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"For I know the thoughts that I think toward you, says the LORD, thoughts of peace and not of evil,
to give you a future and a hope." Jeremiah 29:11 (NKJV)

Sharing resources, research, ideas, inspiring scripture, success stories and even failures...

Tuesday, July 24, 2012

Athletes for Autism

Hi everyone!!! We've had a rough few weeks at our house, so my posting has been sparse. I apologize for that. Here is a great little post from the Autism Speaks blog called "Athletes for Autism."

Athletes for Autism! 

Monday, July 23, 2012 Autism Speaks
We would like to congratulate Ernie Els and Elliot Sadler, two incredible athletes who have made huge strides for the autism community by spreading awareness and raising funds for research and services!
On Sunday, golfer Ernie Els won his second British Open, the fourth major victory in his career.  Els' son  Ben has autism. The Els family established 'Els for Autism' in 2009, where they are committed to funding scientific research aimed at understanding Autism and developing knowledge-based treatments with the intention of finding a cure. They also fund Centers of Excellence which include all of the following; Educational programs for students age 3-21 years, A services component of doctors, speech therapists and other specialists, An on-site research center, A continuing services program for adults with Autism Spectrum Disorders. Find more about Els for Autism here! Els shared his story in a public service advertisement as part of Autism Speaks "Learn the Signs" Ad Council campaign. Watch the clip below:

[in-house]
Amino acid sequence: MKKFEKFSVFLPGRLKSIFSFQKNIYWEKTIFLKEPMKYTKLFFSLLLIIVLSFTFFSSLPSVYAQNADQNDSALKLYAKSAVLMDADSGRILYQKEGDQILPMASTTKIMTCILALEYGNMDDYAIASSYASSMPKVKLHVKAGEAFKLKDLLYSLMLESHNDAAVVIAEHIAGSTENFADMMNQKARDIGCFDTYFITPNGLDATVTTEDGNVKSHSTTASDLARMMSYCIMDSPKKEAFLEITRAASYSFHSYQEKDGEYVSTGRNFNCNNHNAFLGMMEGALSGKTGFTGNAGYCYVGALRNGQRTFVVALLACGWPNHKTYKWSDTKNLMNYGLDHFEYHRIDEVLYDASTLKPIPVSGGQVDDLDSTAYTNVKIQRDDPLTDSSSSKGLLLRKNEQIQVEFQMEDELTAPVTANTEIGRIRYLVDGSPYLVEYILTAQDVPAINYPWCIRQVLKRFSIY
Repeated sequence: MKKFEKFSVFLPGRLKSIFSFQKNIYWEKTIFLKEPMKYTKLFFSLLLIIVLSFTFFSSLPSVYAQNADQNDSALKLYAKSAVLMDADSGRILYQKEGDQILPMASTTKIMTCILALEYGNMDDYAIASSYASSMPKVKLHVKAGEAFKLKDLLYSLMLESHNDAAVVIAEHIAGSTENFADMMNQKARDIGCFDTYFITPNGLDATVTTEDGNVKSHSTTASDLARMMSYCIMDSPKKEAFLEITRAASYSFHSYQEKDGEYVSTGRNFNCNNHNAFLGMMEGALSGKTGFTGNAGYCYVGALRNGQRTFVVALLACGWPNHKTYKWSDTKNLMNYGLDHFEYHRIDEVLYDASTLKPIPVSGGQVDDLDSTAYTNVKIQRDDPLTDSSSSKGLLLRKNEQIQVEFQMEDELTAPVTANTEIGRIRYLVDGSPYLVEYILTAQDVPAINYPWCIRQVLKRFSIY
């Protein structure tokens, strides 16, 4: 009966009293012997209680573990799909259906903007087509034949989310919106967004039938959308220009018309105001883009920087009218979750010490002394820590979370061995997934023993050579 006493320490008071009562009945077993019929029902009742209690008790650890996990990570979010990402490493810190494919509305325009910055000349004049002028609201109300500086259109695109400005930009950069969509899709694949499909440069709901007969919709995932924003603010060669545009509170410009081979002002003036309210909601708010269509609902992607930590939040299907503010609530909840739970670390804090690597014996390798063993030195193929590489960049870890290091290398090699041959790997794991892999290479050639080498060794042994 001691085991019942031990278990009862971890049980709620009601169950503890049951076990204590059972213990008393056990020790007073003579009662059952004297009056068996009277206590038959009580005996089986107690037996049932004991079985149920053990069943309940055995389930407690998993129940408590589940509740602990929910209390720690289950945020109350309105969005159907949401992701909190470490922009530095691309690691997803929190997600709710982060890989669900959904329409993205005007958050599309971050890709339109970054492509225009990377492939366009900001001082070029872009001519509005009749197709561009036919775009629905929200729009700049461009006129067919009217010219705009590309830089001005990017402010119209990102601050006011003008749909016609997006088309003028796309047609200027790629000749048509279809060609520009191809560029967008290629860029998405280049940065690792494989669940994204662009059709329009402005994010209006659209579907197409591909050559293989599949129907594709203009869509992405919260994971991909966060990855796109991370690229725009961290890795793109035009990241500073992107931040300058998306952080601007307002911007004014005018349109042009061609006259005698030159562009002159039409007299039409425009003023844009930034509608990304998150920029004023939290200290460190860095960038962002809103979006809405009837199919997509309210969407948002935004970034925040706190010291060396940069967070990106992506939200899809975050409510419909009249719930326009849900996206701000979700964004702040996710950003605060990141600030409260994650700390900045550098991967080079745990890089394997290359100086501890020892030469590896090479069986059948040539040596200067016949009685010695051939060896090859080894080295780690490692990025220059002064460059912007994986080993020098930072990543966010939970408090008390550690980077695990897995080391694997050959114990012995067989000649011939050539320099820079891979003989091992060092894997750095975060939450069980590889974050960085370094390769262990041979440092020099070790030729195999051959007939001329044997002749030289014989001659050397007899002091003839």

Also on Sunday, Elliott Sadler won the NASCAR Nationwide Series race at Chicagoland Speedway. The Hermie and Elliott Sadler Charitable Foundation is dedicated to raising autism awareness and promoting research for a cure while also supporting initiatives that improve educational opportunities for children and their families. The Foundation provides support to projects that share the ideals and concerns of the Sadler family. Find out more here!

Sunday, July 15, 2012

Tantrum vs. Autism Meltdown

Hi everyone! I borrowed this from the Autisable weblog site. It is just too good not to share. Please take a look. This chart is fantastic in helping us understand our kids:


Thursday, July 12, 2012

An Important Message

Hello everyone! Well, my last post was pretty depressing, I know. Part of my sadness stemmed from hearing about a very well known and prominent rap artist, 50 Cent, making some pretty ugly remarks about people with autism and special needs. I didn't really want to get into it in my last post. I've been thinking so much about what to write and today I saw this video. It says everything I wanted to say, so I leave it here for you.

I could not have said it better myself! 50 Cent did more for autism awareness in one day than I honestly believe we were able to accomplish in the month of April. Let's work together and use our power in numbers to effect change in our communities!


Friday, July 6, 2012


Hi everyone!